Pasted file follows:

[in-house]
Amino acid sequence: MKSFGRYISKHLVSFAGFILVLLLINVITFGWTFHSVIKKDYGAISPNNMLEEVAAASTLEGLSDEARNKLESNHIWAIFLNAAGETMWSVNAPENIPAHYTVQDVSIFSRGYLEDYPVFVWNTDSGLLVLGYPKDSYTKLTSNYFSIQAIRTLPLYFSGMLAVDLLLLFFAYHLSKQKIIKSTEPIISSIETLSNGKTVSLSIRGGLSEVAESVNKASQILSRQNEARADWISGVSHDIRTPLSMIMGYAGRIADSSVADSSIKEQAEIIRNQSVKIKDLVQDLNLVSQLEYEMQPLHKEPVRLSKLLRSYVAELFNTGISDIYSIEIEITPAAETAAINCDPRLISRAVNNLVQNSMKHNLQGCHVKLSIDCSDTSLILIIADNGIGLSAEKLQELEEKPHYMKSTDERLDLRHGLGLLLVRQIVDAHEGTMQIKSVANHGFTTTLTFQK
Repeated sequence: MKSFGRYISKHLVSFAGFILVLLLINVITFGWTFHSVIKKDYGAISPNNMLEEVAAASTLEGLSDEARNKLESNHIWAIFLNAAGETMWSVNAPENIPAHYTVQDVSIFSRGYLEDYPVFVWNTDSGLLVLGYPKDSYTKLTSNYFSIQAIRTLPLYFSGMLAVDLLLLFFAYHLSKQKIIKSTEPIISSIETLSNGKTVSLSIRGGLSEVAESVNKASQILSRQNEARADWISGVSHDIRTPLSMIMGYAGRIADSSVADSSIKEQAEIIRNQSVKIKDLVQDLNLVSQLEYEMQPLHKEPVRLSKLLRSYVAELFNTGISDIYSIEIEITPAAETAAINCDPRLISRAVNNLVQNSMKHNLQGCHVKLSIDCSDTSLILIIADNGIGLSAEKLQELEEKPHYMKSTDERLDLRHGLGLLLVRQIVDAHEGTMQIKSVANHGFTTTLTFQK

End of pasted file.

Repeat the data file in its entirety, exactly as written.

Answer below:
[in-house]
Amino acid sequence: MKSFGRYISKHLVSFAGFILVLLLINVITFGWTFHSVIKKDYGAISPNNMLEEVAAASTLEGLSDEARNKLESNHIWAIFLNAAGETMWSVNAPENIPAHYTVQDVSIFSRGYLEDYPVFVWNTDSGLLVLGYPKDSYTKLTSNYFSIQAIRTLPLYFSGMLAVDLLLLFFAYHLSKQKIIKSTEPIISSIETLSNGKTVSLSIRGGLSEVAESVNKASQILSRQNEARADWISGVSHDIRTPLSMIMGYAGRIADSSVADSSIKEQAEIIRNQSVKIKDLVQDLNLVSQLEYEMQPLHKEPVRLSKLLRSYVAELFNTGISDIYSIEIEITPAAETAAINCDPRLISRAVNNLVQNSMKHNLQGCHVKLSIDCSDTSLILIIADNGIGLSAEKLQELEEKPHYMKSTDERLDLRHGLGLLLVRQIVDAHEGTMQIKSVANHGFTTTLTFQK
Repeated sequence: MKSFGRYISKHLVSFAGFILVLLLINVITFGWTFHSVIKKDYGAISPNNMLEEVAAASTLEGLSDEARNKLESNHIWAIFLNAAGETMWSVNAPENIPAHYTVQDVSIFSRGYLEDYPVFVWNTDSGLLVLGYPKDSYTKLTSNYFSIQAIRTLPLYFSGMLAVDLLLLFFAYHLSKQKIIKSTEPIISSIETLSNGKTVSLSIRGGLSEVAESVNKASQILSRQNEARADWISGVSHDIRTPLSMIMGYAGRIADSSVADSSIKEQAEIIRNQSVKIKDLVQDLNLVSQLEYEMQPLHKEPVRLSKLLRSYVAELFNTGISDIYSIEIEITPAAETAAINCDPRLISRAVNNLVQNSMKHNLQGCHVKLSIDCSDTSLILIIADNGIGLSAEKLQELEEKPHYMKSTDERLDLRHGLGLLLVRQIVDAHEGTMQIKSVANHGFTTTLTFQK